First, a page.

Holographic Storage Coming for HD Post
Thanks to Several OEM Agreements, InPhase Technologies' Holographic Storage Will be Available Soon
Higher data densities faster transfer rates, and true write-once-read-many (WORM) capabilities are among the many promises of a new generation of holographic data-storage technology. Now it’s available to video producers using HD video.
InPhase Technologies, a spinoff of Lucent's Bell Labs in 2000 and now a provider of holographic data storage technology, has signed an OEM agreement with DSM, a developer of jukebox storage systems for major enterprise customers.
The agreement will make available the first holographic archival systems, using InPhase’s Tapestry 300R holographic drives, for customers in the broadcast and other large-scale data-storage markets.
InPhase has already delivered the first commercial holographic storage drive and will provide volume shipments of both the Tapestry 300R drive and holographic media this year.
The Tapestry 300R drive will store 300 GB of information-the equivalent of 64 DVDs. Together with DSM’s optical jukebox systems, the manufacturer said it will provide the highest-capacity optical storage solution on the market. The company has previously announced a similar agreement with Ikegami Tsushinki, Tokyo, to develop a Ikegami-Branded 300GB holographic data storage system designed for archiving that works within a PC-based system.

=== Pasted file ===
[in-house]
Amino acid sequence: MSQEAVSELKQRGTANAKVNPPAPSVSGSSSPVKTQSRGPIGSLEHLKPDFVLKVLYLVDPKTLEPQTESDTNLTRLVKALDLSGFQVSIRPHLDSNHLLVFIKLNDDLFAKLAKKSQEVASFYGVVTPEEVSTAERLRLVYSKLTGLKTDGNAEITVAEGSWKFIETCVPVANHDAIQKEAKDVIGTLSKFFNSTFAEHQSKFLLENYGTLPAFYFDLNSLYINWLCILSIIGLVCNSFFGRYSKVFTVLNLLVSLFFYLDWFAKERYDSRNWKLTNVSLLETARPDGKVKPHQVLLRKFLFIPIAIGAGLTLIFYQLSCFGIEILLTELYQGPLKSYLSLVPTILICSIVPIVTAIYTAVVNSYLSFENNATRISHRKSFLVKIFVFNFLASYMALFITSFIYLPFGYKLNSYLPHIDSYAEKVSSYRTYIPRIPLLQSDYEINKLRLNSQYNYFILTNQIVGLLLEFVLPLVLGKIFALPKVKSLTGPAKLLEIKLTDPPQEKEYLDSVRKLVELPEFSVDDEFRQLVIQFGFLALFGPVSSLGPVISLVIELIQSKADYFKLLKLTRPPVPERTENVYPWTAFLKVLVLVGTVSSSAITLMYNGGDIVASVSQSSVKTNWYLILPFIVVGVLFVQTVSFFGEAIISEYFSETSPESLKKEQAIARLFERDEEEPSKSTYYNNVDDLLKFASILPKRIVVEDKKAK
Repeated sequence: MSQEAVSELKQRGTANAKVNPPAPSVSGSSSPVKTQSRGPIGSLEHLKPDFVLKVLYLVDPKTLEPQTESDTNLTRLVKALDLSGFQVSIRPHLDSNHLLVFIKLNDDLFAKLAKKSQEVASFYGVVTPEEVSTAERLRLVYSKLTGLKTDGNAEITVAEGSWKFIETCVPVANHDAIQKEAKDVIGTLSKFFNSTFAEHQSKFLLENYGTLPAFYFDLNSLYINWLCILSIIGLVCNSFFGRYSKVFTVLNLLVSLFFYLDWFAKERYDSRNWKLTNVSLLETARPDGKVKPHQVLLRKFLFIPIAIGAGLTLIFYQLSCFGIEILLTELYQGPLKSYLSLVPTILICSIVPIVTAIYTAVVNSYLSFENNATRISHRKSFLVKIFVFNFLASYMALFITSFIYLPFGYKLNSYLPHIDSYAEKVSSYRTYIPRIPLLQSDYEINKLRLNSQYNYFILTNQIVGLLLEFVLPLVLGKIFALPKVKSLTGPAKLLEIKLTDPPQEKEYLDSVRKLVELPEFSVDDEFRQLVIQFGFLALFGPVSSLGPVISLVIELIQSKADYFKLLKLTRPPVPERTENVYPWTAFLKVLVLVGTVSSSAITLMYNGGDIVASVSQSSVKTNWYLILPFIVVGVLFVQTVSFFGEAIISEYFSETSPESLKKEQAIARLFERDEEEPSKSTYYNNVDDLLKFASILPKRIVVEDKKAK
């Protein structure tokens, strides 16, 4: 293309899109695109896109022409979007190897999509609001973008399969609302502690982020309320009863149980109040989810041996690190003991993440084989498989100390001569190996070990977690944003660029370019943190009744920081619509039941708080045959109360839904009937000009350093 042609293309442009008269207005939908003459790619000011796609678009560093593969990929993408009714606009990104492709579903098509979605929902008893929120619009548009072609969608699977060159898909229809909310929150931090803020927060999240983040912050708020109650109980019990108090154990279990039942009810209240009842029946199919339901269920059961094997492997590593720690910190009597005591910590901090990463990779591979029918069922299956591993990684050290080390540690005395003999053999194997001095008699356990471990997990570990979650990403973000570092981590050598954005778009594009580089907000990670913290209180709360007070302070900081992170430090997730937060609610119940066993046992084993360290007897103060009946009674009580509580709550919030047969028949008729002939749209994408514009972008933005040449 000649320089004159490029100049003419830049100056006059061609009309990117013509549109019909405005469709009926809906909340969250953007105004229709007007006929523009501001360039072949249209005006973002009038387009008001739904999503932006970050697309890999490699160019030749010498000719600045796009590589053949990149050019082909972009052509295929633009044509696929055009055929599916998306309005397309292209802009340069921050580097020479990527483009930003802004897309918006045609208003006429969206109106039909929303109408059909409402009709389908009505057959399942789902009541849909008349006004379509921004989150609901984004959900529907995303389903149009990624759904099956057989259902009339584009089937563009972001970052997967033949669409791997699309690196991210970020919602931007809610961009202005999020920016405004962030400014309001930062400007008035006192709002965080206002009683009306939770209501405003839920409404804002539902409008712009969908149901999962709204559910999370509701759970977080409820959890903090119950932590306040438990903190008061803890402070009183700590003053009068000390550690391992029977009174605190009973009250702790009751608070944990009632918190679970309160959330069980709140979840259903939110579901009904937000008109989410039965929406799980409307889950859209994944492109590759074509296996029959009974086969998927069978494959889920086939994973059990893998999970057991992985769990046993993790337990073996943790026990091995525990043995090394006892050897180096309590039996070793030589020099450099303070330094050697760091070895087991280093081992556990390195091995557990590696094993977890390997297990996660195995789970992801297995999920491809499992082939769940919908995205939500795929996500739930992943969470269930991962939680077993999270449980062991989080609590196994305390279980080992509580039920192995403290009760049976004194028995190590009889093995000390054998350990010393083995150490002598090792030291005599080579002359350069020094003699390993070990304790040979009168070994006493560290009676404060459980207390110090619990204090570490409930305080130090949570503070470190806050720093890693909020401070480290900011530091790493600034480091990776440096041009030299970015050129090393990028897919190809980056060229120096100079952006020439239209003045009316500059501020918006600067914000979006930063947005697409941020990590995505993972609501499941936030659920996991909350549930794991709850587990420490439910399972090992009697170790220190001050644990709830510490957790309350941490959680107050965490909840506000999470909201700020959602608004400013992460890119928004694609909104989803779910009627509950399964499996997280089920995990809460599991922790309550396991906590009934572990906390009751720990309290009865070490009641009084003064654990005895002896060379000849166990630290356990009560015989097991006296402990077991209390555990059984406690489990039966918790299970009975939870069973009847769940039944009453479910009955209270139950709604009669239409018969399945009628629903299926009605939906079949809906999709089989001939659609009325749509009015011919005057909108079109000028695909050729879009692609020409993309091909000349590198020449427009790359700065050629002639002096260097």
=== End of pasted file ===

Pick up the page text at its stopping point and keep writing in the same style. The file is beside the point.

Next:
Pappas Telecasting, the largest privately held commercial television broadcast group in the United States, is the first broadcaster in the world to integrate holographic storage into the workflow of a broadcast facility. The honor goes to KAZR/KREN-DT in Reno, NV, where the first Tapestry holographic drive and media go online this year.
Other companies, including Optware, Fuji Photo Film, and Hitachi Maxell, have also announced similar high-density solutions.
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